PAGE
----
- n. Plural form of bluebird.
“June brood of the pair, now able to take care of themselves, but still held together by the family instinct, as often happens in the case of some other birds, such as bluebirds and chickadees.”
“Projects may include placing nesting boxes for birds such as bluebirds and swallows, using integrated pest management techniques, conserving water and maintaining food and cover for wildlife.”
“Insectivores such as bluebirds, chickadees and woodpeckers stalk beetles, worms and grubs.”
“Mistletoe provides food and nesting sites for birds such as bluebirds and cedar waxwings.”
“They even have a name, "bluebirds," people from blue states who flock to Republican strongholds and swing states to help Obama's campaign.”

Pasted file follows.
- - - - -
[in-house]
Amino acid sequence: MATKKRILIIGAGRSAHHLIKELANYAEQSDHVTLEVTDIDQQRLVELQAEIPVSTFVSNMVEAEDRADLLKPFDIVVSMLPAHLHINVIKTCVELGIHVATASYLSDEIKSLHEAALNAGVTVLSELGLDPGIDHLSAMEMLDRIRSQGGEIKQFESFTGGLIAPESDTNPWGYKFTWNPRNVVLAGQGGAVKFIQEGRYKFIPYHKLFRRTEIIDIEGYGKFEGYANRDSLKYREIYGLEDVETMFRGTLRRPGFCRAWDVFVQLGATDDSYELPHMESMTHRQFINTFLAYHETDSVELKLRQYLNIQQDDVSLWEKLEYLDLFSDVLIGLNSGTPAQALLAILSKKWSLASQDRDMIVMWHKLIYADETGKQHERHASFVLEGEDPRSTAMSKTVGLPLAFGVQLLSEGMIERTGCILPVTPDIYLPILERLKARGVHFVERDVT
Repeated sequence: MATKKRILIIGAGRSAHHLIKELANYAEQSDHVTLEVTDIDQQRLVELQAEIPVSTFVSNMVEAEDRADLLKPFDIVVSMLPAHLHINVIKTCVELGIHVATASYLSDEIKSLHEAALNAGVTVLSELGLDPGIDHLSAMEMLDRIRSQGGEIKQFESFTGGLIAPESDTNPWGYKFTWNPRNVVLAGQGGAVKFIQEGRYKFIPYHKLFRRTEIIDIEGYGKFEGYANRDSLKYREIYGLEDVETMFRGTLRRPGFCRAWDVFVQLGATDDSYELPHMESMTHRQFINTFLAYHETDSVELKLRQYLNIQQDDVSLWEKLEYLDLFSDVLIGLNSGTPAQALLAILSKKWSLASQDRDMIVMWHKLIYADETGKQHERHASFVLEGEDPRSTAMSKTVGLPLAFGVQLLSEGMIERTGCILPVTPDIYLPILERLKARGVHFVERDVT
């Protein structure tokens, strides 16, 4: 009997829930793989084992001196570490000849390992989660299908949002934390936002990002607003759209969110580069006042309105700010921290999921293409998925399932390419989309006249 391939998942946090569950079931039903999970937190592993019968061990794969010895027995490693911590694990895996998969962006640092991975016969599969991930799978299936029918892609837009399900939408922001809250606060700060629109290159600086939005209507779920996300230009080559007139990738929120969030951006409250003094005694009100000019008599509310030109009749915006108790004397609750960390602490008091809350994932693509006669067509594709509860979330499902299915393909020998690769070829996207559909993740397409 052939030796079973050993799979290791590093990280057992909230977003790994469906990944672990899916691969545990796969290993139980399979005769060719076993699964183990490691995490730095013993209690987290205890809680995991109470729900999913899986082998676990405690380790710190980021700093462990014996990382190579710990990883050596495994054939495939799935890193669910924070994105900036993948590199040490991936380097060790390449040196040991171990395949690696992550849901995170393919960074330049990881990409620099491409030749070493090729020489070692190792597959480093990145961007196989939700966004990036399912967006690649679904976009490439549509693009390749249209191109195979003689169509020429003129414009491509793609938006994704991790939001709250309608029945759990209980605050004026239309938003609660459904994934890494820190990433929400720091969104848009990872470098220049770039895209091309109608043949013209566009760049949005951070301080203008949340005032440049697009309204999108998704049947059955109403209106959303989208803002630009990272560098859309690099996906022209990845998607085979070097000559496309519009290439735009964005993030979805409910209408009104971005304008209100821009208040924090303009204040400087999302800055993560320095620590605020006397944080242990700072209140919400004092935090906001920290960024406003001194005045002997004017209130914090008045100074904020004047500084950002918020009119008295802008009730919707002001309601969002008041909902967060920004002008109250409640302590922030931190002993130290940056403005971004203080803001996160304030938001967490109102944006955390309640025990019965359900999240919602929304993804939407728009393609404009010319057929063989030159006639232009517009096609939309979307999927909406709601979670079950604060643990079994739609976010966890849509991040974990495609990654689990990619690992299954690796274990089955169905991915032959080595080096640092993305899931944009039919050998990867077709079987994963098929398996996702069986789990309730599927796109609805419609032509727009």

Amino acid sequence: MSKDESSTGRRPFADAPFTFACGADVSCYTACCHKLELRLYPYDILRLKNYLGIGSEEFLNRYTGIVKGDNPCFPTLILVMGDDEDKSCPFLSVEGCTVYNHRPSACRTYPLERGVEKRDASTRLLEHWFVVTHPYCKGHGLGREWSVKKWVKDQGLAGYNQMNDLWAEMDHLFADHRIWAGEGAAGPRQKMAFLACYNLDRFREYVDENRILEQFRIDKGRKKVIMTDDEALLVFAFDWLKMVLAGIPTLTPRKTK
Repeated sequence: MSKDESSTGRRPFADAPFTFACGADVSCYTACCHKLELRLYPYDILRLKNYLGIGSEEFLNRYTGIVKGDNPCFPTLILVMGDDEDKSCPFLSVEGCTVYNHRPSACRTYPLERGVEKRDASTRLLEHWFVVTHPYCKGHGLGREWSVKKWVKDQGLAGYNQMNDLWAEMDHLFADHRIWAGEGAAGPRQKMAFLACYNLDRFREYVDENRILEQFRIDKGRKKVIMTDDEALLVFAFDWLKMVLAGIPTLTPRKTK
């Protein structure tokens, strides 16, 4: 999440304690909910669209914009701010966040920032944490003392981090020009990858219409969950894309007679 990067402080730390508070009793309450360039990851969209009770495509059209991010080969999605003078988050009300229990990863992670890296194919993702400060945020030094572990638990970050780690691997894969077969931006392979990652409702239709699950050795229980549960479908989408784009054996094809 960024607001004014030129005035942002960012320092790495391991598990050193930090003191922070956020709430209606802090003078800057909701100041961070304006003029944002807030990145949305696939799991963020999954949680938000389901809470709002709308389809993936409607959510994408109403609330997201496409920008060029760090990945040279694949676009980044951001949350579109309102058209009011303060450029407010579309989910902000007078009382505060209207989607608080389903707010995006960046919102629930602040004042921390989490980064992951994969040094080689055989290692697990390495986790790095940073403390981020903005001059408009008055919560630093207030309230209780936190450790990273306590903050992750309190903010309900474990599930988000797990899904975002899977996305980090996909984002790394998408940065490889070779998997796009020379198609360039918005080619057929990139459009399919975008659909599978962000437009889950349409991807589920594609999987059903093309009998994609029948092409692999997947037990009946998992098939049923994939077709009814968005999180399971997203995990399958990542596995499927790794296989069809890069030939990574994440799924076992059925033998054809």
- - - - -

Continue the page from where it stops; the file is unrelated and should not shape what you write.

“Even before the last day of May passes, we see many young birds on their first weak-winged flights, such as bluebirds and robins; but June is the great month of bird homes, as to May belong the migrants.”
“We have some resurgent species like: bald eagles, peregrine falcons, wild turkeys, giant Canada geese, trumpeter swans, and a host of others down to the size of bluebirds and hummingbirds.”
“Other carnivorous birds, especially the bluebirds, sat dejectedly on the fences waiting for spring.”
“Eagles, northern harriers, goldeneyes and woodpeckers stuck out the winters while the prairie and peregrine falcons, swallows, bluebirds, and a hundred others brought and took the changing seasons with them.”
“I counted twenty mountain bluebirds and knew there was a housing shortage.”
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